The Great and the Good

The upper echelon of leadership is occupied by relatively few people. Admittance to this club requires the candidate to do a couple of things. One of the things it requires is a certain type of bravery. The candidate must have said “no” to a potentially lucrative initiative. An initiative so enticing, other people in the organization raise their eyebrows in disbelief when the no-go decision is shared. An initiative so alluring, that someone with organizational power seeks an explanation. The reason it was declined? The initiative was too far removed from the organization’s primary mission. And, the candidate knows that initiatives that run down rabbit trails steal money, time, and attention from other initiatives that are better aligned. To focus on the great means we must set aside the merely good.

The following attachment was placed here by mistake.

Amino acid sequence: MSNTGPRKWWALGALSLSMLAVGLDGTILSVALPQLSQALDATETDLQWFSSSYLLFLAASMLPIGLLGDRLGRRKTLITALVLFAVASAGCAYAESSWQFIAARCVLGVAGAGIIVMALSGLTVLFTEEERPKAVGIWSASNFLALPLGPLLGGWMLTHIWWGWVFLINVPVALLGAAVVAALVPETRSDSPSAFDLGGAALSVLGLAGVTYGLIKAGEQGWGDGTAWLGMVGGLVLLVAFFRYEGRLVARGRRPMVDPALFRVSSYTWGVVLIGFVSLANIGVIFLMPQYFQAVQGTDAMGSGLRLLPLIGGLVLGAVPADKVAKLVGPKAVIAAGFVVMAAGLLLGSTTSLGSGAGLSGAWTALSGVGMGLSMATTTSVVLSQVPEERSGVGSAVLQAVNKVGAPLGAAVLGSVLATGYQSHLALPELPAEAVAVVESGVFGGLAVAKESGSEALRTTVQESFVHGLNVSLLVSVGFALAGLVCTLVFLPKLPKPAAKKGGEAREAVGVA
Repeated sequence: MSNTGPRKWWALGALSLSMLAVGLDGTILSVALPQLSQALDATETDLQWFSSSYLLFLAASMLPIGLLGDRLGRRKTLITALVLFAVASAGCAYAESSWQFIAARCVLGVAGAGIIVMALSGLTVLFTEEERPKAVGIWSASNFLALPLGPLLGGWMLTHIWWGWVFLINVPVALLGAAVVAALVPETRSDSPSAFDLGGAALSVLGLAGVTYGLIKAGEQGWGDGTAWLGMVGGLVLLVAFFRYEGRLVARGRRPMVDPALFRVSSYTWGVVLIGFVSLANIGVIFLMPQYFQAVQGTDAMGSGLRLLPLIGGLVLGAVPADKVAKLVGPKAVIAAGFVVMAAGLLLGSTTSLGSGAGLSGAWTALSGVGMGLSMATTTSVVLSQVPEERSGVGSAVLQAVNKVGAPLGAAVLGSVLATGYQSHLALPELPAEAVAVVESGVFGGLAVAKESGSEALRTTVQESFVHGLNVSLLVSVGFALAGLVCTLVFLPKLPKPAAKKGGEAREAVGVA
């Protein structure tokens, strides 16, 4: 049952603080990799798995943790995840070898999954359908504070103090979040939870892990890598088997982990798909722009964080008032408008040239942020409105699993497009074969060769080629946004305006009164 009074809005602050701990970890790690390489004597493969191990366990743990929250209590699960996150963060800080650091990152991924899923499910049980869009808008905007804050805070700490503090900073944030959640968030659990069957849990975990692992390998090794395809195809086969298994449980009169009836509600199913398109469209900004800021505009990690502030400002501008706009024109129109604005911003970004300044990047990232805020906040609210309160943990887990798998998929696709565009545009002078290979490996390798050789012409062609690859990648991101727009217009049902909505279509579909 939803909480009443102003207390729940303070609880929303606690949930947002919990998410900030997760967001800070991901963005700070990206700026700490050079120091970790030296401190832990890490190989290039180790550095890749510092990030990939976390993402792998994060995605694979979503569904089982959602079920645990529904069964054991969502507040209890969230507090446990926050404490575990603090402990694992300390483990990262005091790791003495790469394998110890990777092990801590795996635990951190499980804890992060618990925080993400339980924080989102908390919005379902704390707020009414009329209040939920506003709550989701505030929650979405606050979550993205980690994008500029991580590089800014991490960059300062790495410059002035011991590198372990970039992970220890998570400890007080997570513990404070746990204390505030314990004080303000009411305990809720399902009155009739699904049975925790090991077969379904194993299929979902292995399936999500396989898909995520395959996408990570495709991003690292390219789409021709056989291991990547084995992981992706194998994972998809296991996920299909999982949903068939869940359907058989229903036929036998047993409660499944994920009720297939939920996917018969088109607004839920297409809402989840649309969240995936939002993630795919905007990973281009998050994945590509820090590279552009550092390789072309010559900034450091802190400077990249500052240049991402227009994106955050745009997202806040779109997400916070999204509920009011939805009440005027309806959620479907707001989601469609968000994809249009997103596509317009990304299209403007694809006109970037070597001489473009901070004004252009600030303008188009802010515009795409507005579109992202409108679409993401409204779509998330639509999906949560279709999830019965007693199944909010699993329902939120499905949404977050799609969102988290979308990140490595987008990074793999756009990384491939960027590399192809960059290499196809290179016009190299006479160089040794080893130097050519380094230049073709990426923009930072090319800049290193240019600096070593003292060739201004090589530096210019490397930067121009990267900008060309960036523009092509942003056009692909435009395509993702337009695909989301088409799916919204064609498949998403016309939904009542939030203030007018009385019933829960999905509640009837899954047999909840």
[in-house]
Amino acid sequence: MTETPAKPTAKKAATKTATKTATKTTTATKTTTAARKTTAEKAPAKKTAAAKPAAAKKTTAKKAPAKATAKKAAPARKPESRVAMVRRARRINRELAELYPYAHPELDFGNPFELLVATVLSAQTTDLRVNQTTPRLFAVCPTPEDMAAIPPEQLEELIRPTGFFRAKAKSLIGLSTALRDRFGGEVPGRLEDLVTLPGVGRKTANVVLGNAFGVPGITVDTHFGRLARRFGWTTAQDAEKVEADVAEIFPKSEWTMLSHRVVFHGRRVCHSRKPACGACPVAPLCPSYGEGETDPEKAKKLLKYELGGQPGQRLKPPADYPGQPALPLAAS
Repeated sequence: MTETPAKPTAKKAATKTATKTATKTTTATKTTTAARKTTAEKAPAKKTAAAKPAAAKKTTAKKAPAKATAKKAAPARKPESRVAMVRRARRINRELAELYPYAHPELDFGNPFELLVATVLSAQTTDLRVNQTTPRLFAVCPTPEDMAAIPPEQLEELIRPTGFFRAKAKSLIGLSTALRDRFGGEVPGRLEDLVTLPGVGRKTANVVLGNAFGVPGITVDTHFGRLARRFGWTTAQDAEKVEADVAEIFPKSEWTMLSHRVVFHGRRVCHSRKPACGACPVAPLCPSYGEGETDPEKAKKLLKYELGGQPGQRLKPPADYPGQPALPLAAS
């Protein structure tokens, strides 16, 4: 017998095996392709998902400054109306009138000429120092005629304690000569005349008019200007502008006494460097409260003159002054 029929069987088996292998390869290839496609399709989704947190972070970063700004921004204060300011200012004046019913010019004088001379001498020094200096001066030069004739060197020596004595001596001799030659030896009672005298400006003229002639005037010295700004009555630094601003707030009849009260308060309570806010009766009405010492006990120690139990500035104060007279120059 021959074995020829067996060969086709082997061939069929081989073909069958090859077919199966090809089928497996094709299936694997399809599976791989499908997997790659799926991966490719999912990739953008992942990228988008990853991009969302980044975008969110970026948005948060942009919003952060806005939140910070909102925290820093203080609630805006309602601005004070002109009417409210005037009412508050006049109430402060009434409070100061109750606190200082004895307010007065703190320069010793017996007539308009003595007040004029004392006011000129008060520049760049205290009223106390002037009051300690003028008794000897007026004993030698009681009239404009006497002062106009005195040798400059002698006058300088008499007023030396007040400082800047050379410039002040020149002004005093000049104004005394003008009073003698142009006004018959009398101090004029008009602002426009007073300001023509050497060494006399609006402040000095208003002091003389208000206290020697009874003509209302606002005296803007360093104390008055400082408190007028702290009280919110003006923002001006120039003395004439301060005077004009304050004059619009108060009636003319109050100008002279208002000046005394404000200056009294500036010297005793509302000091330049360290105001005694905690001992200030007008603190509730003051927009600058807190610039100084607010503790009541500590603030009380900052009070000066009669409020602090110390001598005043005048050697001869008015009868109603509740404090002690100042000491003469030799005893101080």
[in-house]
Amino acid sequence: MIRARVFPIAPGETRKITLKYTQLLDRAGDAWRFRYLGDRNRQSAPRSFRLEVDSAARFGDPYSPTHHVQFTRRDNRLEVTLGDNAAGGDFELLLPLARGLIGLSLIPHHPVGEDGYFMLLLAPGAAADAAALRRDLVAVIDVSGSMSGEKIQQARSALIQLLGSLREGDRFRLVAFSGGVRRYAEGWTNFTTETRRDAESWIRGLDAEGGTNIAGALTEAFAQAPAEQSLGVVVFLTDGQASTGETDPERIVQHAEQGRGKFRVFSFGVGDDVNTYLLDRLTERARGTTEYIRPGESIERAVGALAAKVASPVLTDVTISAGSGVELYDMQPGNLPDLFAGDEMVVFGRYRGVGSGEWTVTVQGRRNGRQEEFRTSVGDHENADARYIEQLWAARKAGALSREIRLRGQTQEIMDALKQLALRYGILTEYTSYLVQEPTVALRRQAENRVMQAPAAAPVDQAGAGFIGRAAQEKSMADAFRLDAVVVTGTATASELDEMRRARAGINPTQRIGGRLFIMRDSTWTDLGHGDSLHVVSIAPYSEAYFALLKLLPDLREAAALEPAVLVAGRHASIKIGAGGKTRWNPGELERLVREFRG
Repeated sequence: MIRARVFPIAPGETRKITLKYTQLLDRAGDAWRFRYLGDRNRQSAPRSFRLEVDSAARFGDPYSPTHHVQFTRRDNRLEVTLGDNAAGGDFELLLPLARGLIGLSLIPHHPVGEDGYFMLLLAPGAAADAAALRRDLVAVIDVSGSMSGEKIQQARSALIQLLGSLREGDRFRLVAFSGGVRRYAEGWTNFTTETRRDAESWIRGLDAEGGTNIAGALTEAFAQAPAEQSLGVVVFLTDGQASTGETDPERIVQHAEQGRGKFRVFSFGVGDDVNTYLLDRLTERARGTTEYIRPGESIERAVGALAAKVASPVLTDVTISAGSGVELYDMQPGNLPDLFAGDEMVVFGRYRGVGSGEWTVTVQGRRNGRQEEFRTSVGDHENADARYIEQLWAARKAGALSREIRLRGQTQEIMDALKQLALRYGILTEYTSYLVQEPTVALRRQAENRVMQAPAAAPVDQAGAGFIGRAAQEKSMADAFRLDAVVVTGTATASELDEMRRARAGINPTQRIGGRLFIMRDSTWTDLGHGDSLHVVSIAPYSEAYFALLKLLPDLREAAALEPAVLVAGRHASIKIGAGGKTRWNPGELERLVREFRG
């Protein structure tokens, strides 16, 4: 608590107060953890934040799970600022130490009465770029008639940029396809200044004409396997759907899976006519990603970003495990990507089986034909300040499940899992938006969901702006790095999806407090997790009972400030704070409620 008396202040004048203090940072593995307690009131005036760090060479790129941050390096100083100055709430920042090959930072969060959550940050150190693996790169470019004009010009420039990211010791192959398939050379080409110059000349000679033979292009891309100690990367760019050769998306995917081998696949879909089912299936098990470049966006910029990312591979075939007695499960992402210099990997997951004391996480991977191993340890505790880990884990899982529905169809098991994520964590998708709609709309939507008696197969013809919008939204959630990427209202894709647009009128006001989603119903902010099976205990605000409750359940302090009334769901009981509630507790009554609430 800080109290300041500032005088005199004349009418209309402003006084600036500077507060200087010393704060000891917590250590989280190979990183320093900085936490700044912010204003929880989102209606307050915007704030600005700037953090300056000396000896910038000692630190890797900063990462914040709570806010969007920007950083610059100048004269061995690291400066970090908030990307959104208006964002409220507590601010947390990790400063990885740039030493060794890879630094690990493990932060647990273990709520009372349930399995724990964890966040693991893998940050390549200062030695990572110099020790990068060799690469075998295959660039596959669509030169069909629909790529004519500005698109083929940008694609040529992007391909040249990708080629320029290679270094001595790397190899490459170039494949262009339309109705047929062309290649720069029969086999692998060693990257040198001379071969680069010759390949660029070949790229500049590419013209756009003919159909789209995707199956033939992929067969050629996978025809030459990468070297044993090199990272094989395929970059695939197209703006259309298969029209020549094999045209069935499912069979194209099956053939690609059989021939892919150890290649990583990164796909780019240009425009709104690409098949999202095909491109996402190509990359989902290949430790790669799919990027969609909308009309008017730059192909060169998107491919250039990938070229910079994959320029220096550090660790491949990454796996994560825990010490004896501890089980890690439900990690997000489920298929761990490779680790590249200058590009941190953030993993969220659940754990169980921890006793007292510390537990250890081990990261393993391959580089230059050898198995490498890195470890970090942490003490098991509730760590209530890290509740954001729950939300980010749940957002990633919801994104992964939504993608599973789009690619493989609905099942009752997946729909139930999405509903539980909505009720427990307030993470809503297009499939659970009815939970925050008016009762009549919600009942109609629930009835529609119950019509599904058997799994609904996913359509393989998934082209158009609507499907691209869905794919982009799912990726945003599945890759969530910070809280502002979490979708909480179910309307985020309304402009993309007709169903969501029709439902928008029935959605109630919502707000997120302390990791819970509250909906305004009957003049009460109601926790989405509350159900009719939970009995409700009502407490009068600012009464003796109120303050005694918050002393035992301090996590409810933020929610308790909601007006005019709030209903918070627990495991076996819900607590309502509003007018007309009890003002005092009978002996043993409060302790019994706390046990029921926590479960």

by Jonathan Wilson

Jonathan is the Head Coach at Sandcastle Company, a Seattle-based leadership training organization. His first book, Future Leader: Rebooting Leadership to Win the Millennial and Tech Future [link], is now available. Jonathan regularly writes and speaks about The New Leader Way, leadership resilience, and the future of work. He has years of leadership experience in both the public and private sectors, a master's degree from Seattle University, and professional coach training from the University of Miami.

Filed under: Leadership

Published on August 28, 2018

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